As the Republican-controlled Legislature winds down its session, a new bill Democrats introduced Monday would create a public option for BadgerCare, the state's Medicaid program. Proponents say the proposal would increase access to health care in Wisconsin amid the COVID-19 pandemic.
According to a Legislative Reference Bureau analysis of the bill, the state Department of Health Services would be required to ask for federal approval for certain individuals over BadgerCare's income limit to be able to purchase coverage through the program. The bill would also create a state health insurance exchange in place of the federal Healthcare.gov platform.
The bill would also expand Medicaid coverage under the terms of the federal Affordable Care Act, or ACA, for people with an income at or below 200 percent of the federal poverty line. It would additionally allow businesses of 50 or fewer employees to be able to purchase coverage.
Patrick DePula, owner of the Salvatore's Tomato Pies restaurant chain in Madison, said at a press conference Monday that insurance has been a significant expense in the close to three years the chain has offered health insurance to its employees.
"It's not something that we do easily, especially during the pandemic, when we saw the sales plunge and struggled to continue to pay our health insurance premiums for our employees," DePula said. "In order to get working families back into the workforce, we need to be able to compete with larger employers in Wisconsin."
DePula said when he started the business, his family wasn't able to afford health insurance. When he got a surgical procedure done, he said he had to pay it off over four years.
"I'm grateful that I was able to do it, but not everybody can," DePula said.
Michelle Tressler, owner of Green Bay's Hinterland Brewery, said health insurance remains "tremendously expensive" to offer to her employees.
"It still is unaffordable as ever, for us, but really, more importantly now, it's unaffordable for our employees," Tressler said. "It just becomes impossible to continue for us to afford our portion of the premiums, but much, much more importantly, for the individual employees to afford their portion."
The bill marks the latest chapter in the near-decade-long saga of Medicaid expansion under the Affordable Care Act.
In 2013, then-Gov. Scott Walker rejected the expansion of BadgerCare. While current Gov. Tony Evers hoped Medicaid expansion would be addressed in a special session he called late last May, Republicans in both legislative chambers convened and adjourned without taking any action on his proposal. Earlier the same month, Republicans voted to remove Medicaid expansion from Evers' proposed state budget, along with a host of other provisions.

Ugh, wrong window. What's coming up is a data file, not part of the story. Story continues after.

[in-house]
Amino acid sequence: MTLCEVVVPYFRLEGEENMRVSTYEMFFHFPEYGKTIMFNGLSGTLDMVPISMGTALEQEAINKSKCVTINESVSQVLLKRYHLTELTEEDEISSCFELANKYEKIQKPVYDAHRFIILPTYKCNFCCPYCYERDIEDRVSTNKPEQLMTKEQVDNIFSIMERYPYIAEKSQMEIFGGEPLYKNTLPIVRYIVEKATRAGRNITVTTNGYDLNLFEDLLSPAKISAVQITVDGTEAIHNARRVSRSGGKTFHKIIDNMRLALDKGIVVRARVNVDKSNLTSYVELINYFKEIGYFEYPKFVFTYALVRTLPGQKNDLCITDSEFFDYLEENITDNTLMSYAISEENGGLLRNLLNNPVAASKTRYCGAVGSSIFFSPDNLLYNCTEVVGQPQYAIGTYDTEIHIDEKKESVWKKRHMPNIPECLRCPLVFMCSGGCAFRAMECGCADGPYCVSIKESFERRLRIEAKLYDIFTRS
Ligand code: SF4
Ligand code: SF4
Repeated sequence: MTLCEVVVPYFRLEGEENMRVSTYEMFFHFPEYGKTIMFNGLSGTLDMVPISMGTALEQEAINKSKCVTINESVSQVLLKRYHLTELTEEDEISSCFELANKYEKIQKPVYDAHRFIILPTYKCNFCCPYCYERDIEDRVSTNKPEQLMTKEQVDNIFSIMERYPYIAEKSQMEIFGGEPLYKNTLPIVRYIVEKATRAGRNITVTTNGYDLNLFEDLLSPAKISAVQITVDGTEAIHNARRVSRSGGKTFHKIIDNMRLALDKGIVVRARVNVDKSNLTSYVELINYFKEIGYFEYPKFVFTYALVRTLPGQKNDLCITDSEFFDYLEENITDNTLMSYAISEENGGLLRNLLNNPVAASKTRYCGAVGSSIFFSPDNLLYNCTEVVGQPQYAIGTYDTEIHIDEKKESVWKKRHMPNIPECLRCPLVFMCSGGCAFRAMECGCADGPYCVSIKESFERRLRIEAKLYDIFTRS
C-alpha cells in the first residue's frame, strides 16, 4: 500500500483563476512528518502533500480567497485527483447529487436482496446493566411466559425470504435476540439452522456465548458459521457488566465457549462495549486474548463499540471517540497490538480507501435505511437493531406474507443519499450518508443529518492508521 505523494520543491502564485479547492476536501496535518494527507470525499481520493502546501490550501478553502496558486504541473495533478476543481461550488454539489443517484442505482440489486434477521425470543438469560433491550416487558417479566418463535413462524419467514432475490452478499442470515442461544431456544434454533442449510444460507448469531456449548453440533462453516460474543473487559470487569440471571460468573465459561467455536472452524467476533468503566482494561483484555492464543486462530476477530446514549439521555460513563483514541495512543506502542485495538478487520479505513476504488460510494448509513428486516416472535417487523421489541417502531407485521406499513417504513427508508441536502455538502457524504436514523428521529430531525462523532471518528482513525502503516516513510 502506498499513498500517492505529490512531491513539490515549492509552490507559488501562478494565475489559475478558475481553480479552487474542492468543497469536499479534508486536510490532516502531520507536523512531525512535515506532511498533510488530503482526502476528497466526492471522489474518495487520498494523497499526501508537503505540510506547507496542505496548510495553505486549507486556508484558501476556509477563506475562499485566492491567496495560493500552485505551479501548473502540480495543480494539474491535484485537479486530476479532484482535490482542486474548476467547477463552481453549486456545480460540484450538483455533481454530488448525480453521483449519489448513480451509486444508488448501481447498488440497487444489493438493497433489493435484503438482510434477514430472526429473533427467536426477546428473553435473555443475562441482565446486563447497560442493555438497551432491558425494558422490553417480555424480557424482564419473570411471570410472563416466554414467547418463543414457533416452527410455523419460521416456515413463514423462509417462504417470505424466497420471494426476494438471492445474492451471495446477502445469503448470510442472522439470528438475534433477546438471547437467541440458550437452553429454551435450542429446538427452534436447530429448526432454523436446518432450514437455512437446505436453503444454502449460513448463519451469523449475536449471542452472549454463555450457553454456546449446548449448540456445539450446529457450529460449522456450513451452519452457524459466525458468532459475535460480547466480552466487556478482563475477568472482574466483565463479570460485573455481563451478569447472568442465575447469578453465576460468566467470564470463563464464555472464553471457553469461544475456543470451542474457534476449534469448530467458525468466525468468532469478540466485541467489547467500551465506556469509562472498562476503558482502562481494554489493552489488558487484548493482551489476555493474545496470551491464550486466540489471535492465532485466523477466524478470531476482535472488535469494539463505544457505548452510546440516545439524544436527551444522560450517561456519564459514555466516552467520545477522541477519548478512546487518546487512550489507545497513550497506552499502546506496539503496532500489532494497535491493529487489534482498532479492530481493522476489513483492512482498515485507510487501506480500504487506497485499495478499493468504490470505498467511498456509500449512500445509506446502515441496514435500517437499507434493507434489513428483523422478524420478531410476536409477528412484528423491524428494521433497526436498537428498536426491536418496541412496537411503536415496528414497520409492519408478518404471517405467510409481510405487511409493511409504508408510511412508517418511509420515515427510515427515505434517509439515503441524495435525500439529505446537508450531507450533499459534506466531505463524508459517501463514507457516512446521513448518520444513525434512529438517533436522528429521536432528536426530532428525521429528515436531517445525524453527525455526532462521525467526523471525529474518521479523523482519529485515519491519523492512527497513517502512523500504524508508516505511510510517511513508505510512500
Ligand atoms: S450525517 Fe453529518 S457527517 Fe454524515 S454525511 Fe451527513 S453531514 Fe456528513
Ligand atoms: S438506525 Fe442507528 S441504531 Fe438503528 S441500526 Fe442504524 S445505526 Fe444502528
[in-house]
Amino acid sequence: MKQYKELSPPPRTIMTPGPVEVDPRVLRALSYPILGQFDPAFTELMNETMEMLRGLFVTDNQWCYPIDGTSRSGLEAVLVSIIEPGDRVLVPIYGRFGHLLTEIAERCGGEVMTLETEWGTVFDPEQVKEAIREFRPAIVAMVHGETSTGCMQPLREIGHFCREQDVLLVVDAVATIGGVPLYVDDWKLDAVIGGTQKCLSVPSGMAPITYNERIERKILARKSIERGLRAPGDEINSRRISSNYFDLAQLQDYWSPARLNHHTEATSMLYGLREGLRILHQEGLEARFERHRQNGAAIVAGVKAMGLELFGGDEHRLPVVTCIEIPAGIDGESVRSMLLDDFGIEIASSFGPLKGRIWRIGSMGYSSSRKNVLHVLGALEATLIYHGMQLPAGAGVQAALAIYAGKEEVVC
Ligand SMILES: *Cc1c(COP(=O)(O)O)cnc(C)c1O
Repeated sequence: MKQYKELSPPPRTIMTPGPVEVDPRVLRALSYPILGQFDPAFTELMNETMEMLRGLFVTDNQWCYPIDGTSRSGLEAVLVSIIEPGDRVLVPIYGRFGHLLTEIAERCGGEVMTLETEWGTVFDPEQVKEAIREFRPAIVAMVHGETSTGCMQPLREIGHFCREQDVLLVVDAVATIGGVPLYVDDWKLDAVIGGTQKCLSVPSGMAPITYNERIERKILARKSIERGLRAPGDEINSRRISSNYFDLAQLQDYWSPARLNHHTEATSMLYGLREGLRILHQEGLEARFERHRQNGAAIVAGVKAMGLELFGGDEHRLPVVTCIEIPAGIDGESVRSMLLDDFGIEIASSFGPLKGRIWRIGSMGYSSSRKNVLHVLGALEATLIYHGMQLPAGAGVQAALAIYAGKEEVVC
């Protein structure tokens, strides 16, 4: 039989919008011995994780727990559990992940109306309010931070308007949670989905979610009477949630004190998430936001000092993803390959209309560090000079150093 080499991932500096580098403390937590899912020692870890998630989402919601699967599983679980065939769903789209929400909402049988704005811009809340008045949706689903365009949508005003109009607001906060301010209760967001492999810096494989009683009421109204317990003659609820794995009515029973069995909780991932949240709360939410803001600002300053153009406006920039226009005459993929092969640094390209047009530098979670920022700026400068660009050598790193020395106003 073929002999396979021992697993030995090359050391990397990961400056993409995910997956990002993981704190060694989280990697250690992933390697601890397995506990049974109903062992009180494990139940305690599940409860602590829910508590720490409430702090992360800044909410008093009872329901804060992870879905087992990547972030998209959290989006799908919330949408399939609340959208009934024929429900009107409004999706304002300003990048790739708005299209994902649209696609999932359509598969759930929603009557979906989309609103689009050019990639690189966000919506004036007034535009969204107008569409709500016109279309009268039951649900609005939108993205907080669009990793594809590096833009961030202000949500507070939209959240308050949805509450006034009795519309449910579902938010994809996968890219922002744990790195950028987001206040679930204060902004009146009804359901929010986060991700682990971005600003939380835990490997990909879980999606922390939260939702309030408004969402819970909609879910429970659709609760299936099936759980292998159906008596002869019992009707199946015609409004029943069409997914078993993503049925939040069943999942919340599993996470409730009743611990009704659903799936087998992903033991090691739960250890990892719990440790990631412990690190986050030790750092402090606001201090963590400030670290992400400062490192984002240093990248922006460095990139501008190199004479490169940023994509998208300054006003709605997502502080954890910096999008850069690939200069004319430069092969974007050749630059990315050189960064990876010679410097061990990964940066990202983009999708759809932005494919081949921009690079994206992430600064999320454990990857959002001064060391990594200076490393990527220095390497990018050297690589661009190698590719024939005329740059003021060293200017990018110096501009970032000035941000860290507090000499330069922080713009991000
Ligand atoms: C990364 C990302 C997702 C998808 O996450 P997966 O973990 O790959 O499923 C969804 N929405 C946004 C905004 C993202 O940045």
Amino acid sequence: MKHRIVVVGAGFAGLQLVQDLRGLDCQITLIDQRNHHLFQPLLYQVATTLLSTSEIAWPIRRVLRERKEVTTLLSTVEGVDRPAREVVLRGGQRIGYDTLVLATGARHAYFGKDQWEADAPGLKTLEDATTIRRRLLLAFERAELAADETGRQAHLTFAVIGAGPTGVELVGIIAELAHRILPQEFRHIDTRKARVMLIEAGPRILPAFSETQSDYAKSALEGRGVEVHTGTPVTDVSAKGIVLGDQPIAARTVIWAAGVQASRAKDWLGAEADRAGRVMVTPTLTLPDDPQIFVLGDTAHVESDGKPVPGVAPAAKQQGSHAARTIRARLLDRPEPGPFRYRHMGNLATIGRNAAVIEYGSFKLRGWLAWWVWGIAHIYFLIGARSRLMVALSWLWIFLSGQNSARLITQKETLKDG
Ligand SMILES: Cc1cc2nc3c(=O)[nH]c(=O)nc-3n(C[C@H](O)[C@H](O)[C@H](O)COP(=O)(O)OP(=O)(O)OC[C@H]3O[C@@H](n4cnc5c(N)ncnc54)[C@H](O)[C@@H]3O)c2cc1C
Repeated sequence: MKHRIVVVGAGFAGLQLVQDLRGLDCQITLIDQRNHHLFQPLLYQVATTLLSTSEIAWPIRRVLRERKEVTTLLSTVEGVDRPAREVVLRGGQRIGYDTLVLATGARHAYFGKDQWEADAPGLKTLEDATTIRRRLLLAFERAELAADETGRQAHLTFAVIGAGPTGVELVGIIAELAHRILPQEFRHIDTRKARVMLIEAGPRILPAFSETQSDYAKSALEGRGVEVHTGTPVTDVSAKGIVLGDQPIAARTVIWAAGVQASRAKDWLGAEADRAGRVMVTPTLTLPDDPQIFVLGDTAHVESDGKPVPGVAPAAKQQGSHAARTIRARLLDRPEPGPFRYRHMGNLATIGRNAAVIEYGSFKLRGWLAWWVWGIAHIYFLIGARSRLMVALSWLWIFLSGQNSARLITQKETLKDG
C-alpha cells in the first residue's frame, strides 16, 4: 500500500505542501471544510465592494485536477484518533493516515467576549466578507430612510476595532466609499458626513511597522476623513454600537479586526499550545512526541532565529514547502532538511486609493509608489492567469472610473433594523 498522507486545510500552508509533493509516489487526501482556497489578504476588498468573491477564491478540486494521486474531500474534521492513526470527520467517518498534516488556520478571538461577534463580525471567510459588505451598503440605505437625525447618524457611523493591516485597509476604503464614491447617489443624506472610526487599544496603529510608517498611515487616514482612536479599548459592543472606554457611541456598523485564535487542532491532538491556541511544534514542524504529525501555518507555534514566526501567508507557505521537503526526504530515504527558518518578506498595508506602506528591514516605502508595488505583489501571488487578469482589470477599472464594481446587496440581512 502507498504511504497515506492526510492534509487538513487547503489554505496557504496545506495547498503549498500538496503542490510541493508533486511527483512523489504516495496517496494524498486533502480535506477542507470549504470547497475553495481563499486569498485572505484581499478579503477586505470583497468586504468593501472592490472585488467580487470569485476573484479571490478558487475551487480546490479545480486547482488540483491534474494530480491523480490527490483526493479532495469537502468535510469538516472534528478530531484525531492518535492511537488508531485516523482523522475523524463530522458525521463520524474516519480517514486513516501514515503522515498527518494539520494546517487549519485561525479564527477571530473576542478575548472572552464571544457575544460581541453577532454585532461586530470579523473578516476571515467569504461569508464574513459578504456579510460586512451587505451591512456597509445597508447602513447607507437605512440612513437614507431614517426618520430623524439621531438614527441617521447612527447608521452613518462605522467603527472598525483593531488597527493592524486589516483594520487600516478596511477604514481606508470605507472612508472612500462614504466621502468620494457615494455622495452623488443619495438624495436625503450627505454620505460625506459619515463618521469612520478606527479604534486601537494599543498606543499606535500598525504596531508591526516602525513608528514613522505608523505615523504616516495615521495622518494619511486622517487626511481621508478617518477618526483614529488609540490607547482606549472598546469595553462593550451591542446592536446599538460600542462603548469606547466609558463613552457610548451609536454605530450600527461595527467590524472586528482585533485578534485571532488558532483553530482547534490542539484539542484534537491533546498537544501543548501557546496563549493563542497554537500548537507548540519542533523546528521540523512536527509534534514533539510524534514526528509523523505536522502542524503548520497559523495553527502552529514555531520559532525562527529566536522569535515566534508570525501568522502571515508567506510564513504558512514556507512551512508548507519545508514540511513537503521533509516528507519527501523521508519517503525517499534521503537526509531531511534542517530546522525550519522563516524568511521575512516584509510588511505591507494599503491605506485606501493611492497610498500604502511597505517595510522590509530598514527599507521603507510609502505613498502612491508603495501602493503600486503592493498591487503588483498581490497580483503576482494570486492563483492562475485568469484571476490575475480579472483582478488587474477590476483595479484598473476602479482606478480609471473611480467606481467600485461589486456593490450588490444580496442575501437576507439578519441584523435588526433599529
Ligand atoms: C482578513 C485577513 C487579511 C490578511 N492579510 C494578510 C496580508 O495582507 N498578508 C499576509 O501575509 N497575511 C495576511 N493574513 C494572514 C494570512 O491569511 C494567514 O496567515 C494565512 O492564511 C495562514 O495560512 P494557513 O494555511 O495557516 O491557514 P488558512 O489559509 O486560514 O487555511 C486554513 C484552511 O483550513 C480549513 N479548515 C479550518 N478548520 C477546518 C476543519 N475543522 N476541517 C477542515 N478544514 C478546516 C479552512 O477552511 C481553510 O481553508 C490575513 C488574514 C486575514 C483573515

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According to the Kaiser Family Foundation, Wisconsin is one of 12 states to have not adopted the ACA's Medicaid expansion.
Bill sponsor state Rep. Kristina Shelton, D-Green Bay, said she believes health care is a human right.
"It's about moving money away from a health care system that is driven by profit, and instead prioritizing the health and wellness of everyday Wisconsinites," Shelton said. "Our current health care systems are leaving too many behind, especially when they need health care the most."
State Rep. Supreme Moore Omokunde, D-Milwaukee, said the proposal would help address the equity component of health care.
"Oftentimes, you find many in our communities, particularly Black and brown folks, who find themselves less healthier than their white counterparts," Omokunde said. "What we want to make sure is that, especially during times like the COVID-19 pandemic, that people have access to a primary caregiver."
Robert Kraig, executive director of the non-profit Citizen Action of Wisconsin, said the bill would provide "predictable insurance for all low-income workers."
"Everyone gets something out of this," Kraig said.
Kraig said the bill would also help small businesses.
"The vast majority of small employers do not provide health insurance," Kraig said. "The vast majority want to, but can't afford it, and it's the main reason they lose good workers."
With Republicans remaining in control of the state Legislature, the bill would be unlikely to pass in either chamber.
Timing is also a factor. While there's still one tentative day of session for the Senate in March, the Assembly is likely done for the year.